“It is based on the notion that if you take an interest in your workers in terms of what they want in life and what their hobbies are, and you get to know them as a person, they are more likely to stay,” says Michelle Cornes, research fellow at the Social Care Workforce Research Unit at King’s College, London. Cornes was one of five academics who assessed a pilot of emotional loyalty training given to managers at four social care providers in Cumbria, the results of which were published last month.

She says the agencies involved used the technique to improve supervision, as well as retention rates, and she argues that this is where the technique excels. Although emotional loyalty training entails a good deal of jargon – staff are asked to categorise colleagues in terms of their effect on the office mood; for instance, employees who detract from a good atmosphere are classified as “mood hoovers” – she says it provides managers with a vocabulary to discuss the path to more effective supervision. “It’s about getting beyond a process-driven appraisal to a more reflective one,” she says, although she points out that good managers should do that anyway.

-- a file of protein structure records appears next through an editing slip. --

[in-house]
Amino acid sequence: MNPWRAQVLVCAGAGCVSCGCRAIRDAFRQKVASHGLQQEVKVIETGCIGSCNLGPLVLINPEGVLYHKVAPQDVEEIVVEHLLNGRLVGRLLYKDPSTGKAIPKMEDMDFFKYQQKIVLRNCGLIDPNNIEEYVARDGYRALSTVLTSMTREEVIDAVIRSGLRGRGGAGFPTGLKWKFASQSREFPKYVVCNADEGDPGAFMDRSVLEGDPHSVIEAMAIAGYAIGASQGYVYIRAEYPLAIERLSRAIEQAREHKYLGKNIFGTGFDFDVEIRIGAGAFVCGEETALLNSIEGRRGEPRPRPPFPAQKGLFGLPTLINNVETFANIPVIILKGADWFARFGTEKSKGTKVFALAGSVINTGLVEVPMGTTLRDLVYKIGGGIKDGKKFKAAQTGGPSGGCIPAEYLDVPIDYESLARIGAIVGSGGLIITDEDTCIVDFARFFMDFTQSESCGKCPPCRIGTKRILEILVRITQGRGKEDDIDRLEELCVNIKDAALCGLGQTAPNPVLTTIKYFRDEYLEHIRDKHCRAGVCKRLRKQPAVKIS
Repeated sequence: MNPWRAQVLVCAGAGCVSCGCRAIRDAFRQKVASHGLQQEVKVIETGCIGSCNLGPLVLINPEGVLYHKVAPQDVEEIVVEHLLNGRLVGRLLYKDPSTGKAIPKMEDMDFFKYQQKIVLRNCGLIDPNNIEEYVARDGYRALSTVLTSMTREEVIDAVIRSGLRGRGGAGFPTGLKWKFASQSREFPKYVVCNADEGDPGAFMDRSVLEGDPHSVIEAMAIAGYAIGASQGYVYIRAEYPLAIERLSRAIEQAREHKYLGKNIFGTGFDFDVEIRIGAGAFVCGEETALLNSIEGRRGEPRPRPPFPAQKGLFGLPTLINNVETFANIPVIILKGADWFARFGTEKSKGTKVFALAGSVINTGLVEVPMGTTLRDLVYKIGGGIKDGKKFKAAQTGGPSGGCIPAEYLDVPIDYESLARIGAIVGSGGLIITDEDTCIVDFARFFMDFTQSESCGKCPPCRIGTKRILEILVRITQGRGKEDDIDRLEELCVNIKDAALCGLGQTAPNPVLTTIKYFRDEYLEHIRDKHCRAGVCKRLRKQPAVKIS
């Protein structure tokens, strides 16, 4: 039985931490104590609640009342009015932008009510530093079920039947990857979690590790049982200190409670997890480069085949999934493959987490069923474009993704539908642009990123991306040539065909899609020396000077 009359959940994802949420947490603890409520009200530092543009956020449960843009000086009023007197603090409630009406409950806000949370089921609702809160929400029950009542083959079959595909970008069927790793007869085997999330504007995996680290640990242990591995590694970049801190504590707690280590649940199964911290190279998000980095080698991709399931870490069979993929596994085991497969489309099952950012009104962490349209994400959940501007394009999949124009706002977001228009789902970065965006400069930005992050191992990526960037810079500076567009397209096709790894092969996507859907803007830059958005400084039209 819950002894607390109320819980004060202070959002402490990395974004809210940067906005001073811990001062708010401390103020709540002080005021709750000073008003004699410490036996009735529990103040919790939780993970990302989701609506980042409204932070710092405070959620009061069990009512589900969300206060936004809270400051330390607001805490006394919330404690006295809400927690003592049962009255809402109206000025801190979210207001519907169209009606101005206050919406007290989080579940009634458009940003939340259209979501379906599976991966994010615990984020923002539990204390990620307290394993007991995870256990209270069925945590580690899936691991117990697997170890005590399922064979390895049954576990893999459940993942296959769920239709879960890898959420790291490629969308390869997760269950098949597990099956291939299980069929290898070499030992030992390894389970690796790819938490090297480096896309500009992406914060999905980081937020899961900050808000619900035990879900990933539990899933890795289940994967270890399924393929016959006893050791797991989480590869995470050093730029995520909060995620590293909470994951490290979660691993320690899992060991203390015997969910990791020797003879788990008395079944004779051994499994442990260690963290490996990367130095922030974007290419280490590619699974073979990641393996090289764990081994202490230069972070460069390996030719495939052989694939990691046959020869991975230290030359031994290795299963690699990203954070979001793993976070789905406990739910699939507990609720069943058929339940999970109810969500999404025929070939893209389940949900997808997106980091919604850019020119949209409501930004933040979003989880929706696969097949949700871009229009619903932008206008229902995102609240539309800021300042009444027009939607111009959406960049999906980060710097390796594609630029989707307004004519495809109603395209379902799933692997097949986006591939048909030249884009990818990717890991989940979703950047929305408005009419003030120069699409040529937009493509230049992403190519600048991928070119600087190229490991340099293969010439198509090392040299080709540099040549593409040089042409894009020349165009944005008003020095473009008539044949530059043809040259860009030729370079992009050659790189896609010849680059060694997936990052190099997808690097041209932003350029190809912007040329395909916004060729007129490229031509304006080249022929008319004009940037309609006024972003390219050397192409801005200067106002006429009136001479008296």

Cornes says providers need to establish the reasons behind their staff turnover rate before they can be sure they will respond to emotional loyalty techniques. She recommends greater use of exit interviews for uncovering staff’s real motivations for leaving. “People will often say they are leaving because of issues such as pay, but when you follow-up with them they will tell you it’s actually because of management issues,” she says.

Care ambassadors

One way of increasing retention rates is to ensure staff want to be there to begin with. Hollybank Trust, which provides residential care to children and adults with complex needs, is piloting Skills for Care’s care ambassador programme. The programme trains social care workers to give presentations to school leavers and the unemployed, extolling the virtues of a career in the sector.